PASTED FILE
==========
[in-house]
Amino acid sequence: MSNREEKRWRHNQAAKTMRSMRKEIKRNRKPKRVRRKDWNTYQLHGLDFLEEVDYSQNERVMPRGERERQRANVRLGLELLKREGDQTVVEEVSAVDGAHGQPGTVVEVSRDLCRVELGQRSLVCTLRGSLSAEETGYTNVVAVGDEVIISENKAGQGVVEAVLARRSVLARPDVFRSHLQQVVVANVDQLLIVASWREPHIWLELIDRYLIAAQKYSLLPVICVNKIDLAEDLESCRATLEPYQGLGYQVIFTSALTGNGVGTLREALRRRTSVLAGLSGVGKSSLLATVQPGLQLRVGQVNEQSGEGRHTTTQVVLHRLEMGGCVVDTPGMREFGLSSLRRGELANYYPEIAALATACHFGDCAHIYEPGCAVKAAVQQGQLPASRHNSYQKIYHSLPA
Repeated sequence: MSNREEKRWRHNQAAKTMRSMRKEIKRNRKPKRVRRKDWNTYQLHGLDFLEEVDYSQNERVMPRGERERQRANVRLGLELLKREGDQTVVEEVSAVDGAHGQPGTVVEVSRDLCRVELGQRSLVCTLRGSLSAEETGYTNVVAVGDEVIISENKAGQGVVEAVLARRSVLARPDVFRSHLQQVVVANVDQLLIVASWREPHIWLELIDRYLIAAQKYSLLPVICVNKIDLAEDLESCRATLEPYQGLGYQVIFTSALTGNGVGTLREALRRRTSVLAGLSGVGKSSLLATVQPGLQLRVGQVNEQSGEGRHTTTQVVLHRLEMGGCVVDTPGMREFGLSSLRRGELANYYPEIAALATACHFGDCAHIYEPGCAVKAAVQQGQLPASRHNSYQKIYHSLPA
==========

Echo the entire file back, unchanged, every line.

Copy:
[in-house]
Amino acid sequence: MSNREEKRWRHNQAAKTMRSMRKEIKRNRKPKRVRRKDWNTYQLHGLDFLEEVDYSQNERVMPRGERERQRANVRLGLELLKREGDQTVVEEVSAVDGAHGQPGTVVEVSRDLCRVELGQRSLVCTLRGSLSAEETGYTNVVAVGDEVIISENKAGQGVVEAVLARRSVLARPDVFRSHLQQVVVANVDQLLIVASWREPHIWLELIDRYLIAAQKYSLLPVICVNKIDLAEDLESCRATLEPYQGLGYQVIFTSALTGNGVGTLREALRRRTSVLAGLSGVGKSSLLATVQPGLQLRVGQVNEQSGEGRHTTTQVVLHRLEMGGCVVDTPGMREFGLSSLRRGELANYYPEIAALATACHFGDCAHIYEPGCAVKAAVQQGQLPASRHNSYQKIYHSLPA
Repeated sequence: MSNREEKRWRHNQAAKTMRSMRKEIKRNRKPKRVRRKDWNTYQLHGLDFLEEVDYSQNERVMPRGERERQRANVRLGLELLKREGDQTVVEEVSAVDGAHGQPGTVVEVSRDLCRVELGQRSLVCTLRGSLSAEETGYTNVVAVGDEVIISENKAGQGVVEAVLARRSVLARPDVFRSHLQQVVVANVDQLLIVASWREPHIWLELIDRYLIAAQKYSLLPVICVNKIDLAEDLESCRATLEPYQGLGYQVIFTSALTGNGVGTLREALRRRTSVLAGLSGVGKSSLLATVQPGLQLRVGQVNEQSGEGRHTTTQVVLHRLEMGGCVVDTPGMREFGLSSLRRGELANYYPEIAALATACHFGDCAHIYEPGCAVKAAVQQGQLPASRHNSYQKIYHSLPA